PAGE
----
After 8 gruelling years of negotiation, 15 countries have signed onto the largest free trade bloc in history. In a joint statement, the leaders of the countries, signatories of the trade deal, say RCEP (Regional Comprehensive Economic Partnership) will form a crucial part of economic recovery once the pandemic is over.
The deal excludes the US, which withdrew from a rival Asia-Pacific trade pact 3 years ago. President Donald Trump pulled his country out of the Trans-Pacific Partnership in 2017. That deal would have involve 12 countries and was supported by Mr Trump’s predecessor Barack Obama as a way to counter China’s surging power in the region.
Now, the leaders of China, Australia, Japan, New Zealand, South Korea and the 10 ASEAN nations, have signed the free trade agreement which covers 2.2 billion people and 30% of the world’s economic output. The new free trade bloc will be bigger than both the US-Mexico-Canada Agreement and the European Union.
The deal sets the terms of trade in goods and services, cross-border investment and new rules for increasingly important areas such as electronic commerce, telecommunications and intellectual property.
The leaders’ statement said the landmark trade pact “demonstrates our strong commitment to supporting economic recovery, inclusive development, job creation and strengthening regional supply chains as well as our support for an open, inclusive, rules-based trade and investment arrangement”.
The combined GDP of the signatories was about 30% of global GDP, covering nearly 28% of global trade.
India pulled out of negotiations last year because of concerns it would not be able to protect its domestic industry as well as its agricultural sector. India’s exclusion from the bloc reduces its size by some 1.4 billion people. But the statement from the signatories says the door is still open for India to join in and it would be “welcome”.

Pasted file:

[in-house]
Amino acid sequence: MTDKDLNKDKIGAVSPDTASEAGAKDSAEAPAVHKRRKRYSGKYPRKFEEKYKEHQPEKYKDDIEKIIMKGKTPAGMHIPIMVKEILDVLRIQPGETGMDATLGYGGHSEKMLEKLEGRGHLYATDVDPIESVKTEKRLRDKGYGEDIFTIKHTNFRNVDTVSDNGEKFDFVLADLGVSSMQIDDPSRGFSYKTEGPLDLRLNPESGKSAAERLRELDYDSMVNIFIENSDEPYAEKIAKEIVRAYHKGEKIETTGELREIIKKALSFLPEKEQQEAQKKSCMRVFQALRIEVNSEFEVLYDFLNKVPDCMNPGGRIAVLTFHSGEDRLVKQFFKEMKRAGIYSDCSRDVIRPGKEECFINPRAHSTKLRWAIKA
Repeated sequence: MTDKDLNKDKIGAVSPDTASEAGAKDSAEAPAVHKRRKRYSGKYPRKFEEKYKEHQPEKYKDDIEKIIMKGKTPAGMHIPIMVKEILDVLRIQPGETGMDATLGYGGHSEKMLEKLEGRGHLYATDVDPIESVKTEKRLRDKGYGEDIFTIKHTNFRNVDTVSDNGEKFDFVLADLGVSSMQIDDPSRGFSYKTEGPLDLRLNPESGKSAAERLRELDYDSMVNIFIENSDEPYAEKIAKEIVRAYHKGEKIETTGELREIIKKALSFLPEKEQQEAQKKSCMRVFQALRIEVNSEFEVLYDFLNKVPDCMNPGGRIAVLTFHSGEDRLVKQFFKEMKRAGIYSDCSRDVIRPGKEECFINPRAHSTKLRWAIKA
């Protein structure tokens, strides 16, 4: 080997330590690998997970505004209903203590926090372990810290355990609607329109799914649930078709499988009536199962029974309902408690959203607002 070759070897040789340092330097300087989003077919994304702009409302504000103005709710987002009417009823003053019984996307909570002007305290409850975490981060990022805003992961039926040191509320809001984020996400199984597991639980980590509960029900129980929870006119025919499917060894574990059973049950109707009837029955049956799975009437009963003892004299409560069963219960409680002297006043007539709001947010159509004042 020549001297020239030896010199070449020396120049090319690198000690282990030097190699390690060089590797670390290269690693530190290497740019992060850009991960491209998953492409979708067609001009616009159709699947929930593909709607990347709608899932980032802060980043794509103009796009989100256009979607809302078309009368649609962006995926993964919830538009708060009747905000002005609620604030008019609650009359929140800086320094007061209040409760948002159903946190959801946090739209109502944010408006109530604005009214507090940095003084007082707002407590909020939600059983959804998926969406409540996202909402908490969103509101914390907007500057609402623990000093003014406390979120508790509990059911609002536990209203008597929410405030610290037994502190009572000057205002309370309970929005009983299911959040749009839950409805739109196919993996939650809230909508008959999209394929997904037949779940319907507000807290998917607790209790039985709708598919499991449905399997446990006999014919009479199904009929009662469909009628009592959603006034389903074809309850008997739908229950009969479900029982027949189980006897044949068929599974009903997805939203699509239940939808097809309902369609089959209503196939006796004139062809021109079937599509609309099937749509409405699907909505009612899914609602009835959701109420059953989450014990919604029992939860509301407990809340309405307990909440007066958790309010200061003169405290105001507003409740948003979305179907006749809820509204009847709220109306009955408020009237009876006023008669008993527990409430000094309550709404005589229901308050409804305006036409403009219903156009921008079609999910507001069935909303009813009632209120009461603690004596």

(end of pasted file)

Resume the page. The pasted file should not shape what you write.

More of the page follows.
The deal is being seen as a significant step towards removing Asia Pacific trade barriers, and brings China under the fold of a larger regional bloc as its massive economy looks elsewhere for trading partners after the bruising US-China trade war.
Li Keqiang, the Chinese premier, says the deal is “a victory of multilateralism and free trade”. Australia’s PM, Scott Morrison, says the deal will “open up new doors for Australian farmers, businesses and investors”.
The trend for a more integrated trade flow around the region has suddenly accelerated amid the feuding between the US and China. The 2 economic superpowers had imposed billions of dollars of punitive trade tariffs on each other’s exports.
Analysts hail the RCEP agreement, saying that it’s flexible enough to stretch to fit the “disparate needs of member countries as diverse as Australia, Myanmar, Singapore and Vietnam”. But the agreement doesn’t establish unified standards on labour and the environment or force countries to open services and other vulnerable areas of their economies.
Donald Trump pulled the plug on negotiations when he pulled out of the Trans-Pacific Partnership, a deal previously which was seen as a way of curbing China’s economic influence. He later initiated the heated US-China trade war in 019 maintaining he wanted to reduce the amount of imports from China, saying the goods could be built back in the US.
Courtesy: Published at The Thaiger on November 16, 2020